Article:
On 6 October 2015, the Court of Justice of the European Union (CJEU) delivered its judgment on the ‘Schrems vs Facebook’ case, ruling that European internet users’ personal data are not adequately protected against access by US surveillance agencies. In doing so it declared the ‘Safe Harbour’ scheme, which had established simplified procedures for transferring data to the US, invalid.
In 2013, Austrian law student Max Schrems filed a complaint against Facebook Ireland for violation of data protection laws, arguing that Facebook automatically transmitted all data to the US under the Safe Harbour scheme.
Schrems’ complaint asserted that it is against EU law to transmit data to the US without national authorities in Europe verifying that Facebook complies with European standards of data protection in the US.
The High Court of Ireland had already considered this issue to be a decisive factor in the interpretation of EU law in late September 2014 and thus referred the case to the CJEU for a preliminary ruling. The CJEU conducted proceedings in that regard under case number C-362/14.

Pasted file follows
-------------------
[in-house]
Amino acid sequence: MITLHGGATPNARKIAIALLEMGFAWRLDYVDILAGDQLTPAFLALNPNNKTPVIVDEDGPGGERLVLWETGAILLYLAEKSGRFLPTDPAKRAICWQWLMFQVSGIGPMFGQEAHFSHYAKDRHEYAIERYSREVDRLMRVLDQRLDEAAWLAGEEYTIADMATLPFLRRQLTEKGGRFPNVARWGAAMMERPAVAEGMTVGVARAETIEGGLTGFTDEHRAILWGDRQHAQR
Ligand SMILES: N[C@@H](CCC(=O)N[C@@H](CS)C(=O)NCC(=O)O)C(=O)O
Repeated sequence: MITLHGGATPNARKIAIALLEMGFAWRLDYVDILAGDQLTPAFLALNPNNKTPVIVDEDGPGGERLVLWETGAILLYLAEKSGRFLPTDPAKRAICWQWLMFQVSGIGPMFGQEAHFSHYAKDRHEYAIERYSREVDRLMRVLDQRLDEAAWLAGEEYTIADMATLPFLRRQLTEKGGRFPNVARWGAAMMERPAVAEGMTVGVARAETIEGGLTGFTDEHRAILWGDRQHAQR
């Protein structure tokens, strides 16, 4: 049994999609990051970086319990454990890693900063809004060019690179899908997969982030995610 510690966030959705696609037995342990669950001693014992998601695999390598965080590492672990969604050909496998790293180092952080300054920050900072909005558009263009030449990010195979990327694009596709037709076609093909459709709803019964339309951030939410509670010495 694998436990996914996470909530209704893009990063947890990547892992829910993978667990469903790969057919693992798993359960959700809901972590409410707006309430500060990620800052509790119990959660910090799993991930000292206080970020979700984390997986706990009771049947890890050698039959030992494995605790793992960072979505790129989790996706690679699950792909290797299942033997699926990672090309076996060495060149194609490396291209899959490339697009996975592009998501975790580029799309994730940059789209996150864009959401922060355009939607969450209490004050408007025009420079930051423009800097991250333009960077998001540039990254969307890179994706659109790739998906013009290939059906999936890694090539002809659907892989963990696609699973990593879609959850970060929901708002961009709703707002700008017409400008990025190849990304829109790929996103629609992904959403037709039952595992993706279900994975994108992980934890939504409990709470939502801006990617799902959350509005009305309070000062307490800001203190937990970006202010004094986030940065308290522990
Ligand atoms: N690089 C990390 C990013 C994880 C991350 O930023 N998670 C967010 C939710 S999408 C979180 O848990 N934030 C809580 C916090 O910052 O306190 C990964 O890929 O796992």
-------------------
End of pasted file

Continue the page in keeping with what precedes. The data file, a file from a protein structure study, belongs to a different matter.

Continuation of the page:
When making its decision, the CJEU considered whether the Safe Harbour scheme was in line with EU legislation. The Safe Harbour scheme is based on an agreement drawn up between the EU and the US which provides for self-certification by participating US companies. All such certified companies appearing on the US government’s Safe Harbour list were to qualify as offering adequate protection for personal data transferred to them from the EU.
On 6 October 2015, the CJEU ruled that the Safe Harbour agreement between the US and the EU was invalid, determining that as US companies could not provide an adequate level of protection of personal data. After the revelations made by Edward Snowden, US companies are no longer considered to be a ‘safe harbour’ for European users’ personal data.
The ruling has far-reaching implications for companies in the US and Europe undertaking Transatlantic transfers of personal data. National data protection authorities (DPAs) are no longer bound by the Safe Harbour scheme to allow transfers of personal data from the EEA to the US. DPAs will be free to investigate personal data transfers based on the Safe Harbour and to begin enforcement action in respect of transfers they deem to be non-compliant. Accordingly, businesses must review their existing transfer arrangements and consider the alternative compliance mechanisms available to them, such as model contract clauses.
National DPAs issued holding responses to the ruling. The Commission also issued a statement. It undertook to issue further guidance and work closely with DPAs in order to “[avoid] a patchwork of potentially contradicting decisions by the national data protection authorities and therefore provide predictability for citizens and businesses alike.”